An annual stem cell research conference in New York has been bringing together some of the field's top scientists to discuss breakthroughs in stem cell research and what proponents call its long-term application for curing major diseases. Victoria Cavaliere reports from VOA's New York Bureau that scientists say they have made great strides in the decade since the research began.

Stem cells are the body's master cells, acting as a source for the various cells and tissues in the body. Those taken from days-old embryos, called embryonic stem cells, are more malleable than stem cells from adults, and can transform into cells in every tissue and organ in the body.

Scientists want to use stem cells to find cures for such debilitating diseases as Parkinson's, cancer and diabetes.

The science of stem cells is at a fledgling stage, and stem cells have not yet been successfully used to treat or cure human disease.

But participants at the second annual New York Stem Cell Foundation Research Conference called the study of both adult and embryonic stem cells "robust" and "optimistic."

"We are learning about cell differentiation and the molecular basis of it. We are hoping eventually to be able to direct these stem cells with higher frequency into the cell types of interest that we want," said Dr. John Gearhart, a professor and leading researcher at the Johns Hopkins University Medical School.

Stem cell research, however, has sparked intense debate.

Critics condemn embryonic stem cell research as morally offensive because it leads to the destruction of human embryos.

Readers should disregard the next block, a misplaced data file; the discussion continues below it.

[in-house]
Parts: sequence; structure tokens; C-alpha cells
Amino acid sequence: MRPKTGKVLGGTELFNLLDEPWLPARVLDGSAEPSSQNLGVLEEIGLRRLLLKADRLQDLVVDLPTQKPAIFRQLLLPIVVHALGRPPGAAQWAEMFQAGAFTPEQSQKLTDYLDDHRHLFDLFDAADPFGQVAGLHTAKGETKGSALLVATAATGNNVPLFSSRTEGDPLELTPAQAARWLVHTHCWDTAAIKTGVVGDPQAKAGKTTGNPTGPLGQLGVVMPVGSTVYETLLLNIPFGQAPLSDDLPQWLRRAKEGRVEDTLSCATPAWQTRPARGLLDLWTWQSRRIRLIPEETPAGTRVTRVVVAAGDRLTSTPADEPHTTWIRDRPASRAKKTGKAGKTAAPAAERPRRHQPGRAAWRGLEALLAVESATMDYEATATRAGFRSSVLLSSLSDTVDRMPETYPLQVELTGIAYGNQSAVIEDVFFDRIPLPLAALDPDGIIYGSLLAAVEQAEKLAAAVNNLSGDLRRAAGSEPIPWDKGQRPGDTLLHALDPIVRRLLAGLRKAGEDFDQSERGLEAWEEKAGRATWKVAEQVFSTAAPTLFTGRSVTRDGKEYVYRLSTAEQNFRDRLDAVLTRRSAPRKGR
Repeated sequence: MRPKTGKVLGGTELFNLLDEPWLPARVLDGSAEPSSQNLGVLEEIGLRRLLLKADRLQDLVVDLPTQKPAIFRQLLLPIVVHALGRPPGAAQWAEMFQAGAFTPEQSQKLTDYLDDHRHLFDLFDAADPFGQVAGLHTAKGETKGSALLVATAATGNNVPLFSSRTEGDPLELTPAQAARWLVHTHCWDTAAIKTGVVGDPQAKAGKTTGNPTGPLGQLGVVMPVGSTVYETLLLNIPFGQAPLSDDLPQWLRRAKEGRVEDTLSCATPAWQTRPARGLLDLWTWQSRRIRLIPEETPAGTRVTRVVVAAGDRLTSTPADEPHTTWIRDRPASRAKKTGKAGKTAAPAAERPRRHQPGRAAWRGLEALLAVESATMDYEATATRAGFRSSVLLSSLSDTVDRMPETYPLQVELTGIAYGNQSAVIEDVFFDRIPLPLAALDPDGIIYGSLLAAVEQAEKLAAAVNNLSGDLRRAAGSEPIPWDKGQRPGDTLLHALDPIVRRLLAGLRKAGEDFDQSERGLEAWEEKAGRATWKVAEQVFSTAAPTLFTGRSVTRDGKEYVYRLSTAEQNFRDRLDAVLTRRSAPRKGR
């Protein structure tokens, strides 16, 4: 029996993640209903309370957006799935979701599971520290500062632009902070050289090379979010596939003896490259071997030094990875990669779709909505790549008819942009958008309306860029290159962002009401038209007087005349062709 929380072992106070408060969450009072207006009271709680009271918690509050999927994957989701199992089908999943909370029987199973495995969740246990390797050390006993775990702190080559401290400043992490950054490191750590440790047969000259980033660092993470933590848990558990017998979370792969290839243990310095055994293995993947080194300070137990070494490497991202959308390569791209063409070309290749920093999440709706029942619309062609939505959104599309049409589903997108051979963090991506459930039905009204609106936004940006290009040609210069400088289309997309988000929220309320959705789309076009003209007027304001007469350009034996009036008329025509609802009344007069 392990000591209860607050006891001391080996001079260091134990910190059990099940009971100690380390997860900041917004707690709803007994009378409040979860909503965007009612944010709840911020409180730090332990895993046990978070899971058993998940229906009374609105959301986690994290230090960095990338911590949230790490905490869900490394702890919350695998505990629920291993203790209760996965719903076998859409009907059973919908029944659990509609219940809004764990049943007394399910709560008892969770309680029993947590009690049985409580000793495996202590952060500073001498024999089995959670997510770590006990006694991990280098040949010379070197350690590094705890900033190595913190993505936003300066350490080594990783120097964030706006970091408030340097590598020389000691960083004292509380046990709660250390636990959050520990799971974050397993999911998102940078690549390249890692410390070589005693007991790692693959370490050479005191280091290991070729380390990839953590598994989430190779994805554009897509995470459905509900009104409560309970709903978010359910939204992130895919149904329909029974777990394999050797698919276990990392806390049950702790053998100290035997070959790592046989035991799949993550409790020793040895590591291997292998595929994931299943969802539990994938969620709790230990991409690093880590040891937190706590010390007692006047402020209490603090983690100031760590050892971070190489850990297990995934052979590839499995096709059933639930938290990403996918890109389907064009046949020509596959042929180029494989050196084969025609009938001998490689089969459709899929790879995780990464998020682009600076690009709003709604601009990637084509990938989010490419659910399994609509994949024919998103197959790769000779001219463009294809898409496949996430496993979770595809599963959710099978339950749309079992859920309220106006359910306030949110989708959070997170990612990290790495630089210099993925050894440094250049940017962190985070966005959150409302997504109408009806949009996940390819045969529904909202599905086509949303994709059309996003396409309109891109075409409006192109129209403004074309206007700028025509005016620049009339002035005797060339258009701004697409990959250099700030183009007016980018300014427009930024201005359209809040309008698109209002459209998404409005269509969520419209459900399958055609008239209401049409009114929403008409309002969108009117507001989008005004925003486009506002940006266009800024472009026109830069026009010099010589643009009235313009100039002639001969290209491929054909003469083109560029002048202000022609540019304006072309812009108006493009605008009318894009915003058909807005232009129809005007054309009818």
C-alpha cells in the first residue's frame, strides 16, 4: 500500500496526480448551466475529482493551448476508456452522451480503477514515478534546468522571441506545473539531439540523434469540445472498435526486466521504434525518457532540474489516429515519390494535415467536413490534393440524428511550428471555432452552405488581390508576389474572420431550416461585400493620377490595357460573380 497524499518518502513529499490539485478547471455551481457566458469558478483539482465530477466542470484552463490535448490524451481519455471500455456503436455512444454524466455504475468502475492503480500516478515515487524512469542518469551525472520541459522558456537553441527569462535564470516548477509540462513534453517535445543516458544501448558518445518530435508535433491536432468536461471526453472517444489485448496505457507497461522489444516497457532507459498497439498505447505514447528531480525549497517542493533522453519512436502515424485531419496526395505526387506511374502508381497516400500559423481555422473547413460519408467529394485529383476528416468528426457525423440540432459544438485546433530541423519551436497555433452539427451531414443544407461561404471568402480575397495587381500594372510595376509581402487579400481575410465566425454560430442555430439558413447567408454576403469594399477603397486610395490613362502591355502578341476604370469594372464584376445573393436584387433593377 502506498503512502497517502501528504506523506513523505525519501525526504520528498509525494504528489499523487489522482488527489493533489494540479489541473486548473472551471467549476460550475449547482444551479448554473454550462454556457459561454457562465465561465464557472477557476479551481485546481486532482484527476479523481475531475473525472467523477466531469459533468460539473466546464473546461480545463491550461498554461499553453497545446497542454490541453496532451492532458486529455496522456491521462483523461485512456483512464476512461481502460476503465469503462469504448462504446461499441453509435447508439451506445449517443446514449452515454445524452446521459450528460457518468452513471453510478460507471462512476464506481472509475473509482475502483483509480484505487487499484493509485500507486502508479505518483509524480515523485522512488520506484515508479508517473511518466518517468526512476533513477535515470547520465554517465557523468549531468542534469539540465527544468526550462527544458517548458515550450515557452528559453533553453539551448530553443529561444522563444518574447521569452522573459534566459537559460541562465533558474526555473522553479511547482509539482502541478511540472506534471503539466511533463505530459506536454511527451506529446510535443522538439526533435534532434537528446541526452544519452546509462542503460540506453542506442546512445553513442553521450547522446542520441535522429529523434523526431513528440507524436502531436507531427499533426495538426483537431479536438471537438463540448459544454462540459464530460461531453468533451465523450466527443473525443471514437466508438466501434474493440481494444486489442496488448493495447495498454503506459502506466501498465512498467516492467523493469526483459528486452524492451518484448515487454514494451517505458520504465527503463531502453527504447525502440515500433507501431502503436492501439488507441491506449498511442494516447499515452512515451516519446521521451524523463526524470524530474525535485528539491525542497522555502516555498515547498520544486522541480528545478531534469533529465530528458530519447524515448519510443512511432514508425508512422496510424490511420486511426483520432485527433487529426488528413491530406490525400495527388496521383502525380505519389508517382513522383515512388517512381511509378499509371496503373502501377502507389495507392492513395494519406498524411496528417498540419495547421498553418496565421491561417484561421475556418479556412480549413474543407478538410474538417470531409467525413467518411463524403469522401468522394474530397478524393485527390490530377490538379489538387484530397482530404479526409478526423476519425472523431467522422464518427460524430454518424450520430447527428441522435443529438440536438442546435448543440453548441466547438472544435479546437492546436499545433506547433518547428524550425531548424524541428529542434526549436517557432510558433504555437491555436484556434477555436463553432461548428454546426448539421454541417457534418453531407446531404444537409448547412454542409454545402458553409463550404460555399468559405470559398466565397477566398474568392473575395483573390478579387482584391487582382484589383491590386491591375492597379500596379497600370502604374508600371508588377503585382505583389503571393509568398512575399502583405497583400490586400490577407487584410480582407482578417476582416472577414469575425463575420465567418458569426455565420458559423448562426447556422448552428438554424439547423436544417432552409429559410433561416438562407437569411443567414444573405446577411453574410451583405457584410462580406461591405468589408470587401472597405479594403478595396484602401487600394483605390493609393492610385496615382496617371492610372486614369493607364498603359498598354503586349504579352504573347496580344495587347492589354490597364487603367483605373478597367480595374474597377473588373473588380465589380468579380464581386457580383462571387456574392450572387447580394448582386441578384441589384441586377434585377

In June, President Bush vetoed for the second time legislation to expand federally funded embryonic stem cell research. Congress has been unable to override his vetoes.

The Vatican supports stem cell research as long as it does not harm human embryos, which the Catholic Church says are human beings from the moment of conception.

Scientists at the conference say the possibilities for curing diseases through stem cell research are limitless. Dr. Douglas Melton, the co-director of Harvard University's Stem Cell Institute addressed another controversial issue, the concept of "cloning." He says there are no efforts to replicate people, just individual cells.

"I think this has been purposely confused in the debate of stem cell research. That is the use of somatic cell nuclear transfer, or cloning, to study degenerative disease. As far as I know, there is no credible scientist who has ever said he or she wants to clone people. In fact, the reason we want to do somatic cell nuclear transfer, or cloning, is because we want to make genetic copies of cells because it holds the possibility, perhaps for the first time, of studying complex degenerative diseases," he said.

Scientists point to a recent breakthrough in Britain, where researchers successfully implanted lung cells grown from embryonic stem cells into the lungs of mice. They say the cells successfully colonized and began growing into normal lung cells within two days. Scientists say this provides hope that such a method could eventually be used to repair damaged human lungs.